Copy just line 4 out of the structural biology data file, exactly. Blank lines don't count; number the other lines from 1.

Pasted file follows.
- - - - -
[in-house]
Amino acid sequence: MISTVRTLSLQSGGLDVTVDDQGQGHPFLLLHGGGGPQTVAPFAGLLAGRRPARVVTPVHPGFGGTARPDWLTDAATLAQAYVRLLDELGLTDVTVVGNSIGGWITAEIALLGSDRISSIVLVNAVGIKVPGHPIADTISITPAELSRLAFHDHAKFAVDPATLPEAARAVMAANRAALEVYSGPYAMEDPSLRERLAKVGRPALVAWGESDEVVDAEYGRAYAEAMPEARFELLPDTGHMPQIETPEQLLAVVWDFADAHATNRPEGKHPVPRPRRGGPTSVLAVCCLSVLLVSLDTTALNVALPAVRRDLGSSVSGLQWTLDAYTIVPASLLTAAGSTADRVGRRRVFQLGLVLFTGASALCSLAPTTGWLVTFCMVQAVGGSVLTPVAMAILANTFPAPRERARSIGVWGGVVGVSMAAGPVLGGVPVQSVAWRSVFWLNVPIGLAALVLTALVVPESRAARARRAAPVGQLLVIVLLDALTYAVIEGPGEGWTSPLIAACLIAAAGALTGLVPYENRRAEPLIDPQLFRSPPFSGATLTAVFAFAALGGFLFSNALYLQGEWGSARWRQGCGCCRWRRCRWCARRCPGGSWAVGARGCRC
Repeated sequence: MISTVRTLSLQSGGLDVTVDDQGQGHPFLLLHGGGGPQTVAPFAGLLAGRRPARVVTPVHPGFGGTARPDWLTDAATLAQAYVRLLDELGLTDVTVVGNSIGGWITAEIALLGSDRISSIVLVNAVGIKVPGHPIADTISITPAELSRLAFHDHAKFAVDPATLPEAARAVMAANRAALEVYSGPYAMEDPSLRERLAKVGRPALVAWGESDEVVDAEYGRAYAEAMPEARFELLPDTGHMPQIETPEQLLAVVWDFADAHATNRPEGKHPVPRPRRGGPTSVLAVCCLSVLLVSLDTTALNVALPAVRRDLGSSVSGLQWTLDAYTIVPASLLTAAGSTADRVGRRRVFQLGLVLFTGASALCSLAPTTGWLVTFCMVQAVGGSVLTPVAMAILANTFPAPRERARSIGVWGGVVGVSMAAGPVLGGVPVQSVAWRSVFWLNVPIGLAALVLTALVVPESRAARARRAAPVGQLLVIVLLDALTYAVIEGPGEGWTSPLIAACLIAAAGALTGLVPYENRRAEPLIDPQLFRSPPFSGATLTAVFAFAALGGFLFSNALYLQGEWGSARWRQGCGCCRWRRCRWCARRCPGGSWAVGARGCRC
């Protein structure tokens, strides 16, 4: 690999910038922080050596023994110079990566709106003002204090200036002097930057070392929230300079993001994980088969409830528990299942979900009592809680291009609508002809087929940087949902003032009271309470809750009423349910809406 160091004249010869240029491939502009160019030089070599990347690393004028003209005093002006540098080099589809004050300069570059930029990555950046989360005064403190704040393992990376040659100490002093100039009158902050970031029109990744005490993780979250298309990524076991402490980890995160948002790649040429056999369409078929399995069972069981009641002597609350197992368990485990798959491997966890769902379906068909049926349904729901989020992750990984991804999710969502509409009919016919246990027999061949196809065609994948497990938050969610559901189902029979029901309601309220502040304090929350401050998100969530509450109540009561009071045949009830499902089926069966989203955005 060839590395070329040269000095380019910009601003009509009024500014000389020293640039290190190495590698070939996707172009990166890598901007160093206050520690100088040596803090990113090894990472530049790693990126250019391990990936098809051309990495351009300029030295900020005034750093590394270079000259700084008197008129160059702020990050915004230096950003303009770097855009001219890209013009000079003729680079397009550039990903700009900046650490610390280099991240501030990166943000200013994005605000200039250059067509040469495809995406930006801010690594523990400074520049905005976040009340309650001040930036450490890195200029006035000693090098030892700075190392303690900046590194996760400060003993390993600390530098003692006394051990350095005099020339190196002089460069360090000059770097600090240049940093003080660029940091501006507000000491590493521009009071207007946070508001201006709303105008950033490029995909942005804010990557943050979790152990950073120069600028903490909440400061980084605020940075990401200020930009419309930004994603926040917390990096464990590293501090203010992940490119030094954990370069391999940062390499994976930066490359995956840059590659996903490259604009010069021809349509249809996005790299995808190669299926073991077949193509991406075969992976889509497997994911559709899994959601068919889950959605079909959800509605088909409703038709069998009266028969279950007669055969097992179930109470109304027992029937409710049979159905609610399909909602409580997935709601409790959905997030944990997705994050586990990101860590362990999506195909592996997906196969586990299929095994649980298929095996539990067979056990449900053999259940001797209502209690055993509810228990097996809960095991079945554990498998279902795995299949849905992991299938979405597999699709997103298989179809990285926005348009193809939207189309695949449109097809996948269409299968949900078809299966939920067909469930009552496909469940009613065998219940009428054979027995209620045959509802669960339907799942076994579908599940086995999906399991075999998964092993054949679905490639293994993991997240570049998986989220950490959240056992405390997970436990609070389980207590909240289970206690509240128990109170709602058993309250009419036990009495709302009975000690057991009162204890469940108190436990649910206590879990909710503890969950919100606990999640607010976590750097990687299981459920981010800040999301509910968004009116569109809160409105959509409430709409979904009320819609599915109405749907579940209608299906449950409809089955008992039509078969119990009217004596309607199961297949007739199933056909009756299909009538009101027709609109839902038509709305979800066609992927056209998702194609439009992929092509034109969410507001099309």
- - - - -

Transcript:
């Protein structure tokens, strides 16, 4: 690999910038922080050596023994110079990566709106003002204090200036002097930057070392929230300079993001994980088969409830528990299942979900009592809680291009609508002809087929940087949902003032009271309470809750009423349910809406 160091004249010869240029491939502009160019030089070599990347690393004028003209005093002006540098080099589809004050300069570059930029990555950046989360005064403190704040393992990376040659100490002093100039009158902050970031029109990744005490993780979250298309990524076991402490980890995160948002790649040429056999369409078929399995069972069981009641002597609350197992368990485990798959491997966890769902379906068909049926349904729901989020992750990984991804999710969502509409009919016919246990027999061949196809065609994948497990938050969610559901189902029979029901309601309220502040304090929350401050998100969530509450109540009561009071045949009830499902089926069966989203955005 060839590395070329040269000095380019910009601003009509009024500014000389020293640039290190190495590698070939996707172009990166890598901007160093206050520690100088040596803090990113090894990472530049790693990126250019391990990936098809051309990495351009300029030295900020005034750093590394270079000259700084008197008129160059702020990050915004230096950003303009770097855009001219890209013009000079003729680079397009550039990903700009900046650490610390280099991240501030990166943000200013994005605000200039250059067509040469495809995406930006801010690594523990400074520049905005976040009340309650001040930036450490890195200029006035000693090098030892700075190392303690900046590194996760400060003993390993600390530098003692006394051990350095005099020339190196002089460069360090000059770097600090240049940093003080660029940091501006507000000491590493521009009071207007946070508001201006709303105008950033490029995909942005804010990557943050979790152990950073120069600028903490909440400061980084605020940075990401200020930009419309930004994603926040917390990096464990590293501090203010992940490119030094954990370069391999940062390499994976930066490359995956840059590659996903490259604009010069021809349509249809996005790299995808190669299926073991077949193509991406075969992976889509497997994911559709899994959601068919889950959605079909959800509605088909409703038709069998009266028969279950007669055969097992179930109470109304027992029937409710049979159905609610399909909602409580997935709601409790959905997030944990997705994050586990990101860590362990999506195909592996997906196969586990299929095994649980298929095996539990067979056990449900053999259940001797209502209690055993509810228990097996809960095991079945554990498998279902795995299949849905992991299938979405597999699709997103298989179809990285926005348009193809939207189309695949449109097809996948269409299968949900078809299966939920067909469930009552496909469940009613065998219940009428054979027995209620045959509802669960339907799942076994579908599940086995999906399991075999998964092993054949679905490639293994993991997240570049998986989220950490959240056992405390997970436990609070389980207590909240289970206690509240128990109170709602058993309250009419036990009495709302009975000690057991009162204890469940108190436990649910206590879990909710503890969950919100606990999640607010976590750097990687299981459920981010800040999301509910968004009116569109809160409105959509409430709409979904009320819609599915109405749907579940209608299906449950409809089955008992039509078969119990009217004596309607199961297949007739199933056909009756299909009538009101027709609109839902038509709305979800066609992927056209998702194609439009992929092509034109969410507001099309």